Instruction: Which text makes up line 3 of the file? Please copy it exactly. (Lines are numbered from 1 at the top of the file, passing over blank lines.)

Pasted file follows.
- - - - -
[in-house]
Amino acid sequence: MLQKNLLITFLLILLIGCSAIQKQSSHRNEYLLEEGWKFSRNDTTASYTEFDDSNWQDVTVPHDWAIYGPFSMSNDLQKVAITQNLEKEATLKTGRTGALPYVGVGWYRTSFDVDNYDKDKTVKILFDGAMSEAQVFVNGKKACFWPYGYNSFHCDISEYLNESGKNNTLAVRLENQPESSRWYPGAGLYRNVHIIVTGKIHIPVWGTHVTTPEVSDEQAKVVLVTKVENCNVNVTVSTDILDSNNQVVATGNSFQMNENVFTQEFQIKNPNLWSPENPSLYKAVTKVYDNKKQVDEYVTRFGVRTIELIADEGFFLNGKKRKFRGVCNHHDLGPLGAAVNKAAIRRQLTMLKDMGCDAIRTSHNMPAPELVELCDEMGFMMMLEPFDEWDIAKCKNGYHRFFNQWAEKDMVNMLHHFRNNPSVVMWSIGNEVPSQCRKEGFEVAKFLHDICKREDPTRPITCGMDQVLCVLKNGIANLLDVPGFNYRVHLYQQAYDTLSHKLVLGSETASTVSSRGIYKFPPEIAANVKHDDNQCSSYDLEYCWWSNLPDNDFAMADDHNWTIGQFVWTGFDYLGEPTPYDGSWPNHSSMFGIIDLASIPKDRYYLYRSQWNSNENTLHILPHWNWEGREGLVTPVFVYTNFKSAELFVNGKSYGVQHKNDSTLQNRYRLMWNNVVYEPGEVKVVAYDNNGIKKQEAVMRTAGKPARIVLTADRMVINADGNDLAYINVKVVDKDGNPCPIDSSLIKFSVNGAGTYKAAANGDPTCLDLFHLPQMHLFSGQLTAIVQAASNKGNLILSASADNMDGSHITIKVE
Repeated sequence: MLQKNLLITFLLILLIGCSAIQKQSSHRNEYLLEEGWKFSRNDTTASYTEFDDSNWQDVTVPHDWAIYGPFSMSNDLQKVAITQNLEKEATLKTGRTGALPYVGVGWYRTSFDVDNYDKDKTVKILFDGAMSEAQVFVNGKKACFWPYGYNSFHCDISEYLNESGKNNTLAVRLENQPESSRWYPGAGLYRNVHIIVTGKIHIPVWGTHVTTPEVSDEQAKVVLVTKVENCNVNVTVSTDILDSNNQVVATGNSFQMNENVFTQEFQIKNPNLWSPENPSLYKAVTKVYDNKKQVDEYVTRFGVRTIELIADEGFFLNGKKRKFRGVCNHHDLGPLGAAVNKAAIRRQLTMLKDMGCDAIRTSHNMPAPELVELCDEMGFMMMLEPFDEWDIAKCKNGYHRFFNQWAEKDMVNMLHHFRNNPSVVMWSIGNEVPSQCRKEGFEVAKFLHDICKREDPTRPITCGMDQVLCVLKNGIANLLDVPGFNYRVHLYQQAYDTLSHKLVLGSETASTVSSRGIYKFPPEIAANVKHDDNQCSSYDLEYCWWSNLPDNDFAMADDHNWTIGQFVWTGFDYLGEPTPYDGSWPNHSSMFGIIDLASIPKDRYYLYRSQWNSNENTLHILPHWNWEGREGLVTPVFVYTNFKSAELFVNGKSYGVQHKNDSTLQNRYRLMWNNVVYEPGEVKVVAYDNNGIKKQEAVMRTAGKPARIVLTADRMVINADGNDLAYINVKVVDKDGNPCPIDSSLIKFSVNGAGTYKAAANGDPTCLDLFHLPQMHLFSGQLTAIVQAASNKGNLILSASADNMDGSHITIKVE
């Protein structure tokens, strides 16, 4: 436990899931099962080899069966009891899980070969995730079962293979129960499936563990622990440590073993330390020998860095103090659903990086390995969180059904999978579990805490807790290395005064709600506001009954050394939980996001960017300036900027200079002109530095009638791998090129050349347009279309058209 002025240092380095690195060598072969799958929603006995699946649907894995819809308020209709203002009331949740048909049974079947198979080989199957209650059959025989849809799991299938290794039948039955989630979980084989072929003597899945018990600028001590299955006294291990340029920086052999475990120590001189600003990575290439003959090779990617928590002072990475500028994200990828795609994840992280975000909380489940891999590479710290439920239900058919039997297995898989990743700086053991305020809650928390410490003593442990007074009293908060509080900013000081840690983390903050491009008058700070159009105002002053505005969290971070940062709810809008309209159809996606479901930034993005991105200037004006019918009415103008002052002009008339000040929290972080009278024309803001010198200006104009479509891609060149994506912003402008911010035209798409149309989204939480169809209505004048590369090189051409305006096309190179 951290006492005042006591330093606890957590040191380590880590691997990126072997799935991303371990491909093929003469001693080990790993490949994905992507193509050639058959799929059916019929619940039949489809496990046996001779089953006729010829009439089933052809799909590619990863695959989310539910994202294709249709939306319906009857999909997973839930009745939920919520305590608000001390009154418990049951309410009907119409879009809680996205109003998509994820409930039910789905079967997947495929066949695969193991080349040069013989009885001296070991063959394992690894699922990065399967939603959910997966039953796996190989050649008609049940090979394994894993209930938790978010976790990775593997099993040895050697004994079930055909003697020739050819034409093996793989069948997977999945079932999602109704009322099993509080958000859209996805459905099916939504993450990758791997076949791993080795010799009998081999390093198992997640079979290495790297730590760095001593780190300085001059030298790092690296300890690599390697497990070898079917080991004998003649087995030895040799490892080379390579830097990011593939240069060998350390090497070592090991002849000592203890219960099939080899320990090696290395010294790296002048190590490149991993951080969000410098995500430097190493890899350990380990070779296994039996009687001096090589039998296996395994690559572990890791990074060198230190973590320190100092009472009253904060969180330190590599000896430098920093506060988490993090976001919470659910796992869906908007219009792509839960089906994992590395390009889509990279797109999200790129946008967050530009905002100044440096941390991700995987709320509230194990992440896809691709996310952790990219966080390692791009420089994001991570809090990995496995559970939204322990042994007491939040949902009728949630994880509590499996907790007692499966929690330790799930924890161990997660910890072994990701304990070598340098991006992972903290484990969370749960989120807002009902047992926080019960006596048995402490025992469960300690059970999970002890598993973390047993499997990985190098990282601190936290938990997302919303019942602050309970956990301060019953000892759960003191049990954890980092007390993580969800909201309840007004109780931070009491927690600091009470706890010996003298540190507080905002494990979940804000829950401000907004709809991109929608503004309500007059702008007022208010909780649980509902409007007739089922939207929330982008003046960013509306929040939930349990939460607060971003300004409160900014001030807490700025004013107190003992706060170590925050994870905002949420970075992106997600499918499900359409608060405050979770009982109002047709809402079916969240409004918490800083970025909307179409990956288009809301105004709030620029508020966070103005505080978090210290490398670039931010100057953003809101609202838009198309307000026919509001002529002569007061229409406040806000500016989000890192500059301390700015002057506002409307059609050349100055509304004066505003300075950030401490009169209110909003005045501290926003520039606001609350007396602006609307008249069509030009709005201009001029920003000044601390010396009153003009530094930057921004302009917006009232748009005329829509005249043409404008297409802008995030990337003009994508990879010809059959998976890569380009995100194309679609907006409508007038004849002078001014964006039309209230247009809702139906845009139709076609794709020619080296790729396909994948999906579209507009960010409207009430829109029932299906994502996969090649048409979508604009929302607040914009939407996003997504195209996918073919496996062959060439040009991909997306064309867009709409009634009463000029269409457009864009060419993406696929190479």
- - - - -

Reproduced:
Repeated sequence: MLQKNLLITFLLILLIGCSAIQKQSSHRNEYLLEEGWKFSRNDTTASYTEFDDSNWQDVTVPHDWAIYGPFSMSNDLQKVAITQNLEKEATLKTGRTGALPYVGVGWYRTSFDVDNYDKDKTVKILFDGAMSEAQVFVNGKKACFWPYGYNSFHCDISEYLNESGKNNTLAVRLENQPESSRWYPGAGLYRNVHIIVTGKIHIPVWGTHVTTPEVSDEQAKVVLVTKVENCNVNVTVSTDILDSNNQVVATGNSFQMNENVFTQEFQIKNPNLWSPENPSLYKAVTKVYDNKKQVDEYVTRFGVRTIELIADEGFFLNGKKRKFRGVCNHHDLGPLGAAVNKAAIRRQLTMLKDMGCDAIRTSHNMPAPELVELCDEMGFMMMLEPFDEWDIAKCKNGYHRFFNQWAEKDMVNMLHHFRNNPSVVMWSIGNEVPSQCRKEGFEVAKFLHDICKREDPTRPITCGMDQVLCVLKNGIANLLDVPGFNYRVHLYQQAYDTLSHKLVLGSETASTVSSRGIYKFPPEIAANVKHDDNQCSSYDLEYCWWSNLPDNDFAMADDHNWTIGQFVWTGFDYLGEPTPYDGSWPNHSSMFGIIDLASIPKDRYYLYRSQWNSNENTLHILPHWNWEGREGLVTPVFVYTNFKSAELFVNGKSYGVQHKNDSTLQNRYRLMWNNVVYEPGEVKVVAYDNNGIKKQEAVMRTAGKPARIVLTADRMVINADGNDLAYINVKVVDKDGNPCPIDSSLIKFSVNGAGTYKAAANGDPTCLDLFHLPQMHLFSGQLTAIVQAASNKGNLILSASADNMDGSHITIKVE